If you ever thought your spouse raised your blood pressure, you now have a study to prove it. (Photo: Getty Images)
Anyone who has ever gotten in a heated debate with their partner knows that it can make your blood boil. But new research shows that the chronic stress of a bad relationship can actually spike your blood pressure.
Another finding? If a wife is stressed, her husband’s BP may skyrocket.
While previous research has shown a connection between stress, negative marital quality and blood pressure, study experts from University of Michigan decided to investigate these links a little further.
Over 1,300 married and cohabitating adults completed psychosocial (a questionnaire) and biomeasure (blood pressure) assessments in 2006 and 2010. “We looked at the spouses reports about how stressed they were and their reports of negative quality, which includes things like how demanding and critical the spouse is,” Kira S. Birditt, PhD, of The Institute for Social Research at the University of Michigan and lead study author tells Yahoo Health. “And we looked at whether these factors were associated with overall levels of blood pressure over time.”
And yes, they were.
The researchers found that negative relationship quality was a predictor of blood pressure and that stress and relationship quality have both direct and moderating effects on the cardiovascular system.
As for which sex had more effects on their cardiovascular system … “Husbands had higher blood pressure when wives were more stressed and this association was even greater when they reported more negative relationships,” states Birditt. She adds that she and her team were “particularly fascinated” with this outcome. “We speculate that this finding may result from husbands greater reliance on wives for support which may not be provided when wives are more stressed.”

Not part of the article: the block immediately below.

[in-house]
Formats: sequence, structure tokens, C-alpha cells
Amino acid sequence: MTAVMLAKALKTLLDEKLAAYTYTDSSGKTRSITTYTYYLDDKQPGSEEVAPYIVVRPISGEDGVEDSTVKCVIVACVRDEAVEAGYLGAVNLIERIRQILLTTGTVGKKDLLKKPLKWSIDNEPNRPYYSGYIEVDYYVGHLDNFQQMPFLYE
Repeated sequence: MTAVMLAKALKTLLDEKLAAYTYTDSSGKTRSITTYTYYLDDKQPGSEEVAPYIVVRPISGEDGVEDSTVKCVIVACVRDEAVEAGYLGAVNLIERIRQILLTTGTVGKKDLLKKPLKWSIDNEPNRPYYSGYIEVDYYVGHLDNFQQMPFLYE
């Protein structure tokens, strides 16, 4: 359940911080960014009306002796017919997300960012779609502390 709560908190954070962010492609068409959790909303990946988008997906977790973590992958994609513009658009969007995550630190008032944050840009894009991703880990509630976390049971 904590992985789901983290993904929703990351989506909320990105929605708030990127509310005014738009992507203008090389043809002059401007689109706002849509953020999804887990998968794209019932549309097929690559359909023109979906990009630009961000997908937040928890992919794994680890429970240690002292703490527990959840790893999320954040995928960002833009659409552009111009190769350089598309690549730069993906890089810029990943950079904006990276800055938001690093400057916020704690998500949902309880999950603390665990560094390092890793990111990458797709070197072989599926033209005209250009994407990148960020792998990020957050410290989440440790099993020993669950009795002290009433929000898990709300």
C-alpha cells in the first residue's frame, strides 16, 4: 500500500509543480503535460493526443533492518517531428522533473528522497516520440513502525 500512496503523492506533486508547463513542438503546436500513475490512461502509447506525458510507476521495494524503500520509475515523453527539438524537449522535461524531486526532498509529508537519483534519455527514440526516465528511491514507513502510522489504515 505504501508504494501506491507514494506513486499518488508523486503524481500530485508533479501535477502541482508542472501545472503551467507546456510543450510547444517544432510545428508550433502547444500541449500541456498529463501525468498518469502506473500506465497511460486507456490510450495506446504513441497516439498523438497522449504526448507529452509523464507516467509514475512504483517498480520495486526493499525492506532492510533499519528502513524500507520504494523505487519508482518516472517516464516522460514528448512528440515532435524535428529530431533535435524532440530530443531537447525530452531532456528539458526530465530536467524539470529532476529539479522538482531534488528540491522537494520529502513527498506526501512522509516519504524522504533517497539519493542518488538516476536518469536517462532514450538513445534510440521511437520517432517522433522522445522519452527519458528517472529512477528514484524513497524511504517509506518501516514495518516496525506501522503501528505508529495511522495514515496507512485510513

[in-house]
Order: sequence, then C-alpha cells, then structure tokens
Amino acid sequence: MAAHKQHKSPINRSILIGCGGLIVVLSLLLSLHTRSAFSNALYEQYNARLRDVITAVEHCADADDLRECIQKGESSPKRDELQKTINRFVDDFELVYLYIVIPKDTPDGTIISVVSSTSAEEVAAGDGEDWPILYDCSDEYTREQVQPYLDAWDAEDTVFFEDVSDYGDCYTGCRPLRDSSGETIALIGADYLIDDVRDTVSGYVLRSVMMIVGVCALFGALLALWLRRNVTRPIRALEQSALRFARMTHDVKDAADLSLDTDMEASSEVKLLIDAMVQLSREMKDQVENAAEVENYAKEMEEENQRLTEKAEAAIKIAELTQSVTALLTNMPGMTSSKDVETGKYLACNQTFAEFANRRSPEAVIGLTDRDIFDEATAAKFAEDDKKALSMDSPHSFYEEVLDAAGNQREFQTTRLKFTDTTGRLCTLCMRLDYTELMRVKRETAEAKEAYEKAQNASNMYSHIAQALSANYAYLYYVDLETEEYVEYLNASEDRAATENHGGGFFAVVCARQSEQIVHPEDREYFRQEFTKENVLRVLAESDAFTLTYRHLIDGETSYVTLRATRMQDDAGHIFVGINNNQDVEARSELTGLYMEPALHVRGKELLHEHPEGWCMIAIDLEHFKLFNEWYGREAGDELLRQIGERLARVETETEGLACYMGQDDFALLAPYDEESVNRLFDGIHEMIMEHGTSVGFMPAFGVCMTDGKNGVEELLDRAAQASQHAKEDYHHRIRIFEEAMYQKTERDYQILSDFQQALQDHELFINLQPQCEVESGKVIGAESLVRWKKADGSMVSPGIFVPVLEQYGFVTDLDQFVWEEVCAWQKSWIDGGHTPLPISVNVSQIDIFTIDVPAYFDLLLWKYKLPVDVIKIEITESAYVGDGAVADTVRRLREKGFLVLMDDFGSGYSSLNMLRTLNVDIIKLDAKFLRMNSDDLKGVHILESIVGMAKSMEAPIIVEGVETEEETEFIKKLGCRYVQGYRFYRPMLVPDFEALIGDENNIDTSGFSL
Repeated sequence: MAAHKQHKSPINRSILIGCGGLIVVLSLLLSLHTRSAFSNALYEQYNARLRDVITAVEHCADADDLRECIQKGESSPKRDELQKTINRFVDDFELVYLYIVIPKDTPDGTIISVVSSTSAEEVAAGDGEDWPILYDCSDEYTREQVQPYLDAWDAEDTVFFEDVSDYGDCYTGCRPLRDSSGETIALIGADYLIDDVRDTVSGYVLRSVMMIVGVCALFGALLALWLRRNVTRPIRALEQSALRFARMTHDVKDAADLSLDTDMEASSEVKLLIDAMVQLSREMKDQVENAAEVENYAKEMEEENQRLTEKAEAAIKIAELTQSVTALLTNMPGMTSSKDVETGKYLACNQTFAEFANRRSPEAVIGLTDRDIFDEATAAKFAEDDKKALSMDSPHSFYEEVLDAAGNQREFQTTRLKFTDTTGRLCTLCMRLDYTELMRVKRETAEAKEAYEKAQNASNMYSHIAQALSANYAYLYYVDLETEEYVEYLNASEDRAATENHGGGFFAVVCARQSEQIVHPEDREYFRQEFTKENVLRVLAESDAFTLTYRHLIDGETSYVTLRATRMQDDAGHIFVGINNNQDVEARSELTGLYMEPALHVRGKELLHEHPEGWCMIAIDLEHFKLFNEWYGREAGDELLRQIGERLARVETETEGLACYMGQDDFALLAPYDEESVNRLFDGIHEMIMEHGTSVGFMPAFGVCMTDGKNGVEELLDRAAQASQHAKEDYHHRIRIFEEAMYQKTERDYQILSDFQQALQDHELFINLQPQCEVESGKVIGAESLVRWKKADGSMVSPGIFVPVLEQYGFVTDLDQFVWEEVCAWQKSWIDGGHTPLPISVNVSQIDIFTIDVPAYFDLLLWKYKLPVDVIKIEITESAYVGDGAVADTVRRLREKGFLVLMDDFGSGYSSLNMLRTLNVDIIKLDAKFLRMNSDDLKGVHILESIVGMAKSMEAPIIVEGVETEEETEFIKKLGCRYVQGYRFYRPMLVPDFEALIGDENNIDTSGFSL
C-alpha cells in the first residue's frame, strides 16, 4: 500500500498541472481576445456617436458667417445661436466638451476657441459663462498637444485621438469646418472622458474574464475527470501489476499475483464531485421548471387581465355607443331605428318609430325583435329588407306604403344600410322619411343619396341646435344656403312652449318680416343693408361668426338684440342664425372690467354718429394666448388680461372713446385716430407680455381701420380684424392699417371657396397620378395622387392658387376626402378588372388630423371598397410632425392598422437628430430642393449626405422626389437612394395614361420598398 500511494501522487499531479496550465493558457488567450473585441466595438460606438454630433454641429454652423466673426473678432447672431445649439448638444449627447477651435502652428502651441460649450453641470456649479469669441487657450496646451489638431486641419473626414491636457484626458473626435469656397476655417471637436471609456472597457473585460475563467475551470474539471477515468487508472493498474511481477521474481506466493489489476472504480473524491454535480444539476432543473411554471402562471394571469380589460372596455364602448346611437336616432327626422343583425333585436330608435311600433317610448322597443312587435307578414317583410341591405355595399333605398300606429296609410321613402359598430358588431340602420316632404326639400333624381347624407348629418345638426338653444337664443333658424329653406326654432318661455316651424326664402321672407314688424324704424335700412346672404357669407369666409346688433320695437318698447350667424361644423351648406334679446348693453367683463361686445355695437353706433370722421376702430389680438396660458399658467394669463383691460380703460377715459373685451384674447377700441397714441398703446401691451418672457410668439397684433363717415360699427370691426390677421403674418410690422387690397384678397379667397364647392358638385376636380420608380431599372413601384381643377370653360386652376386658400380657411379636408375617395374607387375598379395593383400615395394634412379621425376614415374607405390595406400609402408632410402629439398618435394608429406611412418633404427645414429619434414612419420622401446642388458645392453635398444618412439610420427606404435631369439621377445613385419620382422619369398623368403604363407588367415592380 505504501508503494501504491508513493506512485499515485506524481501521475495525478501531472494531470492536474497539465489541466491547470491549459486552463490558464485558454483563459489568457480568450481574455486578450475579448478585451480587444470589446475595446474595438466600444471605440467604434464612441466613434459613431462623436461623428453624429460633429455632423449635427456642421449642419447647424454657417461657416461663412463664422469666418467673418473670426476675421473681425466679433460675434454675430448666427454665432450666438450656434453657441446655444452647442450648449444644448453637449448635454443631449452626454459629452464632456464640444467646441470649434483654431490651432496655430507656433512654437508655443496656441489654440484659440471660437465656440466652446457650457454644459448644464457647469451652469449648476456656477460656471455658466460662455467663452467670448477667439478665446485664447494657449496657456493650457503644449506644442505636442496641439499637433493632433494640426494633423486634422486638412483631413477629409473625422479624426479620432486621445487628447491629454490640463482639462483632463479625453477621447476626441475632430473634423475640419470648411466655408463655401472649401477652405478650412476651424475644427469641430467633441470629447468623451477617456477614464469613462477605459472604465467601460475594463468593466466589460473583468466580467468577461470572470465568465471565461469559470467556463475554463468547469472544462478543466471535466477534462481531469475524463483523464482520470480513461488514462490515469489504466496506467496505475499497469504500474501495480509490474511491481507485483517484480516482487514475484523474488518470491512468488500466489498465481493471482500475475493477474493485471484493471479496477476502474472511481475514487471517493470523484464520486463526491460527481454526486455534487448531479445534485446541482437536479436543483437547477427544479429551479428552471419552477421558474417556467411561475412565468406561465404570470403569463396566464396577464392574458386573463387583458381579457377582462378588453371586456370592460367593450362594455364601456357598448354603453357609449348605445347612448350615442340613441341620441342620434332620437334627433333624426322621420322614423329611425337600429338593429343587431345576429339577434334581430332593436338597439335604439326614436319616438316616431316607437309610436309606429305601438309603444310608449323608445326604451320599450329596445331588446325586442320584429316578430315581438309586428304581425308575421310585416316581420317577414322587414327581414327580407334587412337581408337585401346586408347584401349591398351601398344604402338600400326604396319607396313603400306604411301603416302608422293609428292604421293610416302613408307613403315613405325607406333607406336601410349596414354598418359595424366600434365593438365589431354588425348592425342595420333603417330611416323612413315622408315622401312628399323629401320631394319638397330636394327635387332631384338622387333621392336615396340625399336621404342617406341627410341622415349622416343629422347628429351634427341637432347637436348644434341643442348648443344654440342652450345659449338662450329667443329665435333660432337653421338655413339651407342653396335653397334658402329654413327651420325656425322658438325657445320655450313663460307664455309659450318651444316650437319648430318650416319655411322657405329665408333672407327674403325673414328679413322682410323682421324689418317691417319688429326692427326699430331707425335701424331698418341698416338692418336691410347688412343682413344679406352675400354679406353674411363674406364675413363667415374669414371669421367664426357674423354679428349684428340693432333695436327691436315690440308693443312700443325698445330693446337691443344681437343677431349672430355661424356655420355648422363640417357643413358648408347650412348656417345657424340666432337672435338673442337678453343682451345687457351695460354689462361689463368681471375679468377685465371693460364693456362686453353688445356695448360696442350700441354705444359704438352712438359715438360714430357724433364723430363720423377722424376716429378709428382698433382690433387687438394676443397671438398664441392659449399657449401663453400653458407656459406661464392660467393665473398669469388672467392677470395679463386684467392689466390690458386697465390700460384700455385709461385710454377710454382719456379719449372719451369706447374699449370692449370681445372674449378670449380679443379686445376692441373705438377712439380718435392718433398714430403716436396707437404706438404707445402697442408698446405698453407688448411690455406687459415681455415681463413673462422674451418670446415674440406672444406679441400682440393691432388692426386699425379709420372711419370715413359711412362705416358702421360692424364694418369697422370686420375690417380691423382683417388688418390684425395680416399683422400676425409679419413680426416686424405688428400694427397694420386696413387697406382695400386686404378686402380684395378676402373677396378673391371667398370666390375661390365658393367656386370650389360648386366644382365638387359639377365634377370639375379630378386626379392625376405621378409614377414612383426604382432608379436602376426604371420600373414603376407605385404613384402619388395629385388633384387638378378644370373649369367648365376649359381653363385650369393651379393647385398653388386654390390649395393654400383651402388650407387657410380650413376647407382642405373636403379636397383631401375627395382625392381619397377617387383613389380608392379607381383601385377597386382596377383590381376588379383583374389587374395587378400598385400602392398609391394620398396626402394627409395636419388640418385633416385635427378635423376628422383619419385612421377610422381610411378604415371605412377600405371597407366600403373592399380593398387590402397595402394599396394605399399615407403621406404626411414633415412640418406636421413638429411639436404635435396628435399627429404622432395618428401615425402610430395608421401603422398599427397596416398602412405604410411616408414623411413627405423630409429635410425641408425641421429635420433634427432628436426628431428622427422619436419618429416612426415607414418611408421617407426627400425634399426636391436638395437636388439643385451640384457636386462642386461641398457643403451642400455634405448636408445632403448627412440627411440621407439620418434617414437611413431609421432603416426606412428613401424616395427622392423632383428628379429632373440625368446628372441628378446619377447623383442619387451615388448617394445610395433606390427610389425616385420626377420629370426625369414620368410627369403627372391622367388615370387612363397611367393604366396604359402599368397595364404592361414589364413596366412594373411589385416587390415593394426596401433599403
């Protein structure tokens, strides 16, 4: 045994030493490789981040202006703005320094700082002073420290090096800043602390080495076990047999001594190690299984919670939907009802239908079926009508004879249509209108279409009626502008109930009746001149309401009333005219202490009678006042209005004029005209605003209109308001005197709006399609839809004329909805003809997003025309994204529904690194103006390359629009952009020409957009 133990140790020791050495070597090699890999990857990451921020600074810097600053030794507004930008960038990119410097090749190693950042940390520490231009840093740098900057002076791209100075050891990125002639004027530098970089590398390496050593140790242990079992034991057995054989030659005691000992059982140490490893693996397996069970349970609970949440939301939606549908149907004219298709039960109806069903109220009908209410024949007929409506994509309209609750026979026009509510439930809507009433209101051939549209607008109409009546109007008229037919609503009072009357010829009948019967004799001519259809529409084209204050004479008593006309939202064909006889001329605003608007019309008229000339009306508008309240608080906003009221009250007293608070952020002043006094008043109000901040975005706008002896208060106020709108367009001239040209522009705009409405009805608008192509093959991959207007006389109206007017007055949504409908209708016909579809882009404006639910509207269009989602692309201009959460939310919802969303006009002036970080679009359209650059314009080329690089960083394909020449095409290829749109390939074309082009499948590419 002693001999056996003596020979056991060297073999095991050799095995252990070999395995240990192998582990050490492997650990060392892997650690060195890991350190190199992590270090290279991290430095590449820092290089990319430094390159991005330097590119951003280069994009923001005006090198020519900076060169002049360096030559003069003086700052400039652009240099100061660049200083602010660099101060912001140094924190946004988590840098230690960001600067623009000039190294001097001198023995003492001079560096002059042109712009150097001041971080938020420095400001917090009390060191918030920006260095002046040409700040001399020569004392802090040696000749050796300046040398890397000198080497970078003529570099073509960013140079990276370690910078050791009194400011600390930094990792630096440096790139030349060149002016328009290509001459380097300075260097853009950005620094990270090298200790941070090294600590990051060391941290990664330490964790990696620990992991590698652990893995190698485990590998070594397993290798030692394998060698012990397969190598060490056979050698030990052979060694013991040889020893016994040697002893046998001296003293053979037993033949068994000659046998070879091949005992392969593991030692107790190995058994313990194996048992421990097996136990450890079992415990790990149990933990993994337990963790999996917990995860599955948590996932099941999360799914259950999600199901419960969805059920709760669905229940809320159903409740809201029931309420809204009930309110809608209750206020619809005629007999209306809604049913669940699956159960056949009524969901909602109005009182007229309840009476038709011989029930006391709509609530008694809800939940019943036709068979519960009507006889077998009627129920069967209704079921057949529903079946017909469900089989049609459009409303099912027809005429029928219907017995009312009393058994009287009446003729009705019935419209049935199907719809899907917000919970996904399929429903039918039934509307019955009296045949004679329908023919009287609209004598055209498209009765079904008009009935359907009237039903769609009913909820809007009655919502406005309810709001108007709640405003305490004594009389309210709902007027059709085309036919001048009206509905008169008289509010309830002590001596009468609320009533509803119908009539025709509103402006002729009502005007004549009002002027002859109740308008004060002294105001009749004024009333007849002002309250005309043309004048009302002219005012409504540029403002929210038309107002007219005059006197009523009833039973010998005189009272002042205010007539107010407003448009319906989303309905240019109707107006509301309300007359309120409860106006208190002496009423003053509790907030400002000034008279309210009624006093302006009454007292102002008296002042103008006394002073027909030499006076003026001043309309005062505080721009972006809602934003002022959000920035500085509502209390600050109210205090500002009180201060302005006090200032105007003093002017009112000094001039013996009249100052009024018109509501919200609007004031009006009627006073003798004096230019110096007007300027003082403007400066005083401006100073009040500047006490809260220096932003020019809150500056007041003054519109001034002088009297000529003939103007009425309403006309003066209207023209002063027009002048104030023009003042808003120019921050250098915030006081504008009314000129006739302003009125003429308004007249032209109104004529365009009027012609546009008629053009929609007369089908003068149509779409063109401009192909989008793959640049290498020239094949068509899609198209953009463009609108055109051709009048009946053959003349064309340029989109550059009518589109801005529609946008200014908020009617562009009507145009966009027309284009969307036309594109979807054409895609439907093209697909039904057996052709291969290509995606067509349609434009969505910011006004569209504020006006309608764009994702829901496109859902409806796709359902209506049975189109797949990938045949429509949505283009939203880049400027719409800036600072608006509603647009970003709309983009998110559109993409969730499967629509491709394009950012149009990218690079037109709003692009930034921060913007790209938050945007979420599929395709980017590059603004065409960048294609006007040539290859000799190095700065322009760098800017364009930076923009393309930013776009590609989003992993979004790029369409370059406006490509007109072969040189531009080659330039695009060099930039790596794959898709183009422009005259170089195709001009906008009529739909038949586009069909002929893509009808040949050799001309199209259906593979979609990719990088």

Another interesting revelation was that it was important for the couples to be examined as a unit, rather than as individuals, when analyzing relationship and health. “When looking at negative quality, there was no association when looking at individual reports,” explains Birditt. “But there were dyadic effects such that when both members of the couple reported higher negative quality. We were particularly excited about these findings because they show that the effects of stress and negative relationship quality are truly dyadic in nature.”
So how do tension-filled couples lower their blood pressure? “I am not a clinician, but in my personal opinion, helping couples cope with stress more effectively may be an effective route,” says Birditt. A few de-stressing strategies can include speaking with a counselor (both individually and as a couple), engaging in fun, physical activities together and making it a point to be your partner’s best friend.